Android Studio is the official Integrated Development Environment (IDE) for Android app development, based on IntelliJ IDEA .
To support application development within the Android operating system, Android Studio uses a Gradle-based build system, emulator, code templates, and Github integration.
Every project in Android Studio has one or more modalities with source code and resource files. These modalities include Android app modules, Library modules, and Google App Engine modules.
Android Studio is available for download on Windows, macOS and Linux based operating systems.
It’s a replacement for the Eclipse Android Development Tools (E-ADT) as the primary IDE for native Android application development.
Key Features of Android Studio:
On top of IntelliJ’s powerful code editor and developer tools, Android Studio offers even more features that enhance your productivity when building Android apps, such as:
- A flexible Gradle-based build system
- A fast and feature-rich emulator
- A unified environment where you can develop for all Android devices
- Apply Changes to push code and resource changes to your running app without restarting your app
- Code templates and GitHub integration to help you build common app features and import sample code
- Extensive testing tools and frameworks
- Lint tools to catch performance, usability, version compatibility, and other problems
- C++ and NDK support
- Built-in support for Google Cloud Platform, making it easy to integrate Google Cloud Messaging and App Engine
Advantages and Disadvantages
Every application has some advantages and disadvantages. Here we have listed our observations on Android Studio.
- Support for developing in either the emulator or a device means I can quickly diagnose platform specific issues.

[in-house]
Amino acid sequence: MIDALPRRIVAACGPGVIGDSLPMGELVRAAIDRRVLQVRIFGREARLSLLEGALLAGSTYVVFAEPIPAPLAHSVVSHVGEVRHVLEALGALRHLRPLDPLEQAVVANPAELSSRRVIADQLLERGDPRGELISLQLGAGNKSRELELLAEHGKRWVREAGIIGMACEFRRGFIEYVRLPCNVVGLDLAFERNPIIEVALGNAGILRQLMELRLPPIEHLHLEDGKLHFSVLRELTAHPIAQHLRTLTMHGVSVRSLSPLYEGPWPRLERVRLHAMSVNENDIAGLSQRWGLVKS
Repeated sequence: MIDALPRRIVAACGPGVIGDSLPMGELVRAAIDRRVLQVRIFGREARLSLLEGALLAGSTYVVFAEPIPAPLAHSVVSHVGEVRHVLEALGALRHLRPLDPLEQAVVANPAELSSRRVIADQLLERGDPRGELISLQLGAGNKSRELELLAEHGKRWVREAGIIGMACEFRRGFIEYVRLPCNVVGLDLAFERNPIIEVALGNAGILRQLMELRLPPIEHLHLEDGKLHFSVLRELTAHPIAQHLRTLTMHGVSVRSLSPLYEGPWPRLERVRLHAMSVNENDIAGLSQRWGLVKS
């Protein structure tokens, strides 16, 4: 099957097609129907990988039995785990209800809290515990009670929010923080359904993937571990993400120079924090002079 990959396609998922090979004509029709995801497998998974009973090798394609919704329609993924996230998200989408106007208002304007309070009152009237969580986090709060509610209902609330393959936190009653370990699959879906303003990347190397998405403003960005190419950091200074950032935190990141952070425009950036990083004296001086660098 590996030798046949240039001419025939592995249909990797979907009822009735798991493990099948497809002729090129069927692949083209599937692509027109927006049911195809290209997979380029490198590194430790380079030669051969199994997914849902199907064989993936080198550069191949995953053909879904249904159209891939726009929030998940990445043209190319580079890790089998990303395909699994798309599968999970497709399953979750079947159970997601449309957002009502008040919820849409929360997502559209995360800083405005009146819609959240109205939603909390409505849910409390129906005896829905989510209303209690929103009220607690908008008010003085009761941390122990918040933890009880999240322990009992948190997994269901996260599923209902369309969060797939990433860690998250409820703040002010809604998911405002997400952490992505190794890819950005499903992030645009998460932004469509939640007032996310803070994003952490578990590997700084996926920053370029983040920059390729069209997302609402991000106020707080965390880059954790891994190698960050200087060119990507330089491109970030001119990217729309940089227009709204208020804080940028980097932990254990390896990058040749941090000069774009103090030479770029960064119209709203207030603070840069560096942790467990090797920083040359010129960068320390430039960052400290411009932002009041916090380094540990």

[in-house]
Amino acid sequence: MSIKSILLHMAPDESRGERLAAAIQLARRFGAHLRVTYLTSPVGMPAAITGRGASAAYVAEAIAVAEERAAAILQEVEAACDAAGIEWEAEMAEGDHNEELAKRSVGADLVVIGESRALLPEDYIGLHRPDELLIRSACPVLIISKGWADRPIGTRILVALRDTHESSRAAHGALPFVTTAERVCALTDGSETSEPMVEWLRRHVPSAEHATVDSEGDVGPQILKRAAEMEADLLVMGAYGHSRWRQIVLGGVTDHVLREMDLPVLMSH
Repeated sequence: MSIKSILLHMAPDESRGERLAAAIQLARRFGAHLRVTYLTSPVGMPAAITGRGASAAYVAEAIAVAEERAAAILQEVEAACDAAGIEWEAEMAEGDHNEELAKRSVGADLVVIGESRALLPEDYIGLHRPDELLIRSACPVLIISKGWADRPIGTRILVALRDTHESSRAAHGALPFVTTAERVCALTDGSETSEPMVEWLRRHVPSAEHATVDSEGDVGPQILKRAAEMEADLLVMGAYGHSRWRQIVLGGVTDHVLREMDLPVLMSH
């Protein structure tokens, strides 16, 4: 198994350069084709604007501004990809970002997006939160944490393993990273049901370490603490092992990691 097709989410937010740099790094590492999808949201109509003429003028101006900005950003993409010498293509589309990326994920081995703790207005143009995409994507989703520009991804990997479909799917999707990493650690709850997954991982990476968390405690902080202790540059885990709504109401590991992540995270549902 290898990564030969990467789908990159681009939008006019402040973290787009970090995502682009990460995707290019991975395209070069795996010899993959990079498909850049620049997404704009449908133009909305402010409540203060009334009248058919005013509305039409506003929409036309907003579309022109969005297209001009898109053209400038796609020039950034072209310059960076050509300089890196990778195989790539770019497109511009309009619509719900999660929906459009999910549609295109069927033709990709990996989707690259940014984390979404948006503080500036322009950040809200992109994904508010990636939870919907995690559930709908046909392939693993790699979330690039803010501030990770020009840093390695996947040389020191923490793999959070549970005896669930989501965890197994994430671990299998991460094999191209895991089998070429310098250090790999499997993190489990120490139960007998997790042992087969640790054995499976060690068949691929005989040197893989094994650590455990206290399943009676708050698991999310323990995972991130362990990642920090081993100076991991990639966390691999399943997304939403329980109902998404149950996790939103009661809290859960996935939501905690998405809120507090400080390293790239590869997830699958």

- The support for Kotlin and Java is stellar, with projects easily containing both types of code with ease.
- Hot reload support means that I can quickly test changes without waiting for a length build and optimization process.
- Excellent cross platform support means I can develop on macOS, Windows, or Linux without losing functionality between platforms
- Slow performance on older PCs.
- Project opening involves a long indexing and warm up process, meaning that a quick peek at an old project can result in a wait of a few minutes.
- Initial build times can be very long, although these have been slowly improving in recent versions of Android Studio.
Basic system requirements for Android Studio:
These are the minimum system requirements for installing Android Studio on a Linux System.
- Operating System: GNOME or KDE desktop
- RAM: 4 GB RAM minimum, 8 GB RAM (Recommended)
- Storage: 2 GB Minimum, 4 GB (Recommended)
- JDK version: Java Development Kit 8
- Minimum screen resolution: 1280 x 800
This article explains two methods of installing Android Studio on Ubuntu 20.04.
Installing Java OpenJDK
Like I mentioned in minimum system requirements, we have to install Java OpenJDK first.
Note: Android Studio requires OpenJDK version 8 or above to be installed to your system.
Type the following command to check whether Java is already installed on your system.
$ java -version
You can skip this step if Java is already installed, and if Java is not installed then follow the steps below.
In this tutorial I will install OpenJDK 11 and the installation is pretty straightforward.
First update the package index and then Install the OpenJDK 11 package by typing the following command.
$ sudo apt update && sudo apt install openjdk-11-jdk
Method 1: Installing Android Studio from official repositories